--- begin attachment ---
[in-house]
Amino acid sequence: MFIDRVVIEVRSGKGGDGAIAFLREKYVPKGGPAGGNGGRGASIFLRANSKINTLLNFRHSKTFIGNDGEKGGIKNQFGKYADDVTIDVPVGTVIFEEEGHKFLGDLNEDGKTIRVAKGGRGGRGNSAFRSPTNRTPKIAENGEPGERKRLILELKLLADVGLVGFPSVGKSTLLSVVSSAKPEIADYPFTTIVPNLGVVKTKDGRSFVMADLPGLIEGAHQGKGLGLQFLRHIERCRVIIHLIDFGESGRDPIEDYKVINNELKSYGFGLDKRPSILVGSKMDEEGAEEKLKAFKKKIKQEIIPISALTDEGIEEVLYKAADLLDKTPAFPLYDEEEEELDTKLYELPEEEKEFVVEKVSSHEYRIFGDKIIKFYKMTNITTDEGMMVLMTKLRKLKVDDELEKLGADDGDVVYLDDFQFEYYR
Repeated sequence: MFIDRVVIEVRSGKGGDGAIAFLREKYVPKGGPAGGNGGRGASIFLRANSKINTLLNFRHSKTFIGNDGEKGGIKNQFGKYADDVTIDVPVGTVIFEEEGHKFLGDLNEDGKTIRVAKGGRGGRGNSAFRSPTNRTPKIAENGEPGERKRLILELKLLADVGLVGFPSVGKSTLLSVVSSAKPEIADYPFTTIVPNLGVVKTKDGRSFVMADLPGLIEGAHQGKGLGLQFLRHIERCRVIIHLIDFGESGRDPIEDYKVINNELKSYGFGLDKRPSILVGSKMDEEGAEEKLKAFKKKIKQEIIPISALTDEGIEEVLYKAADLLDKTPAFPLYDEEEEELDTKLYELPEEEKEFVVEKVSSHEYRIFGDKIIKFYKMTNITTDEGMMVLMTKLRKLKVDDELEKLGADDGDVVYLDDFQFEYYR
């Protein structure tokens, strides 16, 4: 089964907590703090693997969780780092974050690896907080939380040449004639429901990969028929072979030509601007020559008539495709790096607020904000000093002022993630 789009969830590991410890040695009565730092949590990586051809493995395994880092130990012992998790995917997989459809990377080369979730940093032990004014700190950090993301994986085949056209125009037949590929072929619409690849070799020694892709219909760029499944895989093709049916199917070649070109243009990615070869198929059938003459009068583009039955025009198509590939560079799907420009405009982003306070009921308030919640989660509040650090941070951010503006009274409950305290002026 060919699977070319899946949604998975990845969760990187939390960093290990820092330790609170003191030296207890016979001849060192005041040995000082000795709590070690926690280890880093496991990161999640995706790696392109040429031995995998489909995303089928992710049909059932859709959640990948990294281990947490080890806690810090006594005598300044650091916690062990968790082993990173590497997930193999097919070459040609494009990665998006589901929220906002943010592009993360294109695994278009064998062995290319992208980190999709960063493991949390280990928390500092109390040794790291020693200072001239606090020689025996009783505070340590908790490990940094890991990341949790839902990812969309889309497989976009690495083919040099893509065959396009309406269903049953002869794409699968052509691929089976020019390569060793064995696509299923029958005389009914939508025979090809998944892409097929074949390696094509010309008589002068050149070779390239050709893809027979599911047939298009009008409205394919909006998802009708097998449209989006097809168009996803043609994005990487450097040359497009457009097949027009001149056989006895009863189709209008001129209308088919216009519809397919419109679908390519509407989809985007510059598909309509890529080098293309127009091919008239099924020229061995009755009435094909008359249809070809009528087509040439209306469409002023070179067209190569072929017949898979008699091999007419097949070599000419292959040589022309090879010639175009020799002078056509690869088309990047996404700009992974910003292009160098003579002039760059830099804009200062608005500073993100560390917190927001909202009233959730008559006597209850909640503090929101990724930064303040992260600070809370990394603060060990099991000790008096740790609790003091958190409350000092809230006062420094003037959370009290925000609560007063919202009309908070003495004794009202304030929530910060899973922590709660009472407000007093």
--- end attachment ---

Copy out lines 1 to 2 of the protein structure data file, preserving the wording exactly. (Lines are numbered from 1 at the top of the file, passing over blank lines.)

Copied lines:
[in-house]
Amino acid sequence: MFIDRVVIEVRSGKGGDGAIAFLREKYVPKGGPAGGNGGRGASIFLRANSKINTLLNFRHSKTFIGNDGEKGGIKNQFGKYADDVTIDVPVGTVIFEEEGHKFLGDLNEDGKTIRVAKGGRGGRGNSAFRSPTNRTPKIAENGEPGERKRLILELKLLADVGLVGFPSVGKSTLLSVVSSAKPEIADYPFTTIVPNLGVVKTKDGRSFVMADLPGLIEGAHQGKGLGLQFLRHIERCRVIIHLIDFGESGRDPIEDYKVINNELKSYGFGLDKRPSILVGSKMDEEGAEEKLKAFKKKIKQEIIPISALTDEGIEEVLYKAADLLDKTPAFPLYDEEEEELDTKLYELPEEEKEFVVEKVSSHEYRIFGDKIIKFYKMTNITTDEGMMVLMTKLRKLKVDDELEKLGADDGDVVYLDDFQFEYYR